While HP Inc. (HPQ) has good reasons to oppose Xerox's (XRX) buyout attempt, HP shareholders have to be pleased with the pressure that Xerox's efforts are placing on HP to grow EPS and explore its strategic options.
In the latest development for a soap opera that started last November, HP's board has rejected Xerox's recently-announced cash/stock tender offer, while asserting the offer "meaningfully undervalues HP and disproportionately benefits Xerox shareholders." Based on Xerox's current trading price, the offer has a value of $23.10 per share, or a little under $5 per share above where HP traded before the first buyout reports arrived four months ago.
In line with past rejections of Xerox's overtures, HP questions Xerox's cost synergy estimates for the deal, and notes that the transaction, which features an $18.40-per-share cash component, would leave the post-merger company with a massive debt load. It also notes Xerox's top-line pressures and its lack of experience running PC and consumer printing businesses.
Also: Like so many other companies that have dealt with hostile takeover attempts over the years, HP's board has signed off on a poison pill provision. Specifically, if Xerox's stake in HP rises above 20%, HP shareholders will be able to buy shares at a 50% discount to their market value.
As I mentioned back in November, a lot of HP's concerns about Xerox's overtures are justified. Amid secular pressures for its core copier and printer businesses, Xerox hasn't seen a year of positive revenue growth since 2011. And while recent cost-cutting efforts are boosting EPS, revenue declines have continued; the 2020 FactSet consensus is for Xerox's revenue to drop another 4.6% to $8.65 billion.
Meanwhile, Xerox's tender offer would leave the post-merger company holding more than $25 billion in net debt (debt minus cash) on its balance sheet. And as the history of the old Hewlett-Packard's messy merger with PC rival Compaq drives home, there is considerable execution/share loss risk for a deal such as Xerox/HP.
But with all that said, HP is facing some pretty significant long-term revenue pressures of its own.
While HP's PC business has gained share in recent years and has benefited recently from a business PC upgrade cycle, it still operates in an industry that's unlikely to see much unit growth over the next few years. And more importantly, HP's printing supplies business, which accounts for a solid majority of its profits, is seeing declining sales as digital document and photo-sharing steadily eat away at demand.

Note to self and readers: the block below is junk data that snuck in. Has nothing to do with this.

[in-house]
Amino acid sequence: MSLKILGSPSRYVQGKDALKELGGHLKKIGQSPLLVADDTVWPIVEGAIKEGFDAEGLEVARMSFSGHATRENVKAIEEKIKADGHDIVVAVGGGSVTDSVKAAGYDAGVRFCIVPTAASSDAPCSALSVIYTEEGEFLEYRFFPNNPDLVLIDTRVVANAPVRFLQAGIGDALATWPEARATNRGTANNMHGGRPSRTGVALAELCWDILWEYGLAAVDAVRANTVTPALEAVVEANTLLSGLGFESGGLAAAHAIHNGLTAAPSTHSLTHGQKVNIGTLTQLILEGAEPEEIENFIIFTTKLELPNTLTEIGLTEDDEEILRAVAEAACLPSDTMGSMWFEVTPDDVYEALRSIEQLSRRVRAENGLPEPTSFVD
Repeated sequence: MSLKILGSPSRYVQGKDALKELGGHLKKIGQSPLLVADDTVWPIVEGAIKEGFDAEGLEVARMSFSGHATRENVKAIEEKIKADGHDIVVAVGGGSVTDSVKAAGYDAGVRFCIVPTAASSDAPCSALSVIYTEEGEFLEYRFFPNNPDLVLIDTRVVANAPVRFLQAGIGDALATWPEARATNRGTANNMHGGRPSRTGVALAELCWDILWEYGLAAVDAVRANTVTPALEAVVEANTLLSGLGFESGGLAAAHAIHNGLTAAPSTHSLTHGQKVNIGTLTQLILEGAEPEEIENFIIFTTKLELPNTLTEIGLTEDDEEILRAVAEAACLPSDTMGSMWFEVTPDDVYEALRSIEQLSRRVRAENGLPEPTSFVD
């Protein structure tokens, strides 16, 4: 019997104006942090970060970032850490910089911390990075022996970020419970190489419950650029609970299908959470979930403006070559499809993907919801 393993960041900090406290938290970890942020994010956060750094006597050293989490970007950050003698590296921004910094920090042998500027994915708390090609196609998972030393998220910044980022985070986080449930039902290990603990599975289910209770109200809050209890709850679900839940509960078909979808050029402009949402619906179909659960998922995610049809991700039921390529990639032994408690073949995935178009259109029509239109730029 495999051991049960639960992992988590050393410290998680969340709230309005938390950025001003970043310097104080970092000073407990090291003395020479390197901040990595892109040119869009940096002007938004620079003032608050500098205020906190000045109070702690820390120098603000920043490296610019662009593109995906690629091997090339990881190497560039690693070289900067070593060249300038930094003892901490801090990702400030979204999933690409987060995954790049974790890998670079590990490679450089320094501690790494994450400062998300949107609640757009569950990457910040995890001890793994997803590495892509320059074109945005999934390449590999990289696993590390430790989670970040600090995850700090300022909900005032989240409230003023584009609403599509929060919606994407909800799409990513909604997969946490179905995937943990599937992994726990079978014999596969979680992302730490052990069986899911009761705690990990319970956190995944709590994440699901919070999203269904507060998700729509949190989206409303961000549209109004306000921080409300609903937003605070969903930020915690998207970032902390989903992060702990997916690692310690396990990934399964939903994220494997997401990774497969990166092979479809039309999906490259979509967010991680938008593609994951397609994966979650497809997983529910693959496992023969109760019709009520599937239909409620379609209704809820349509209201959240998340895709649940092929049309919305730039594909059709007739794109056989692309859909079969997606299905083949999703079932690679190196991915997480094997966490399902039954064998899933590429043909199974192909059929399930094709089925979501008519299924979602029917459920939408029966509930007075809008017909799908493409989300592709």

Currently, the consensus is for HP's printing supplies revenue to drop 4.4% in fiscal 2020 (ends in Oct. 2020), following a 4.8% drop in fiscal 2019. And while HP has talked a good game about its growth opportunities in areas such as 3D and industrial graphics printing, it's not a given that these growth areas will offset home, office and media printing pressures.
HP's management, well-aware of such top-line pressures and now under the gun to convince shareholders that supporting Xerox's bid isn't in their interests, unveiled a "Strategic and Financial Value Creation Plan" on Feb. 24. Among other things, the plan aims to boost HP's non-GAAP EPS to a range of $3.25 to $3.65 (up from a fiscal 2019 level of $2.24) with the help of a $15 billion stock buyback program and $1.2 billion worth of "structural cost reductions."
Also: In a Thursday interview with The Financial Times, HP CEO Enrique Lores said that "there are other potential M&A [transactions]" that his company is analyzing, even as it rejects Xerox's offer. And though it isn't clear if he was talking about PCs, printing or both, Lores admitted that industry consolidation "is going to happen."
Regardless of the merits of Xerox's offer (or lack thereof), such announcements and comments have to be music to the ears of HP shareholders as their company deals with some pretty tough secular growth pressures, not to mention short-term pressures caused by the COVID-19 outbreak.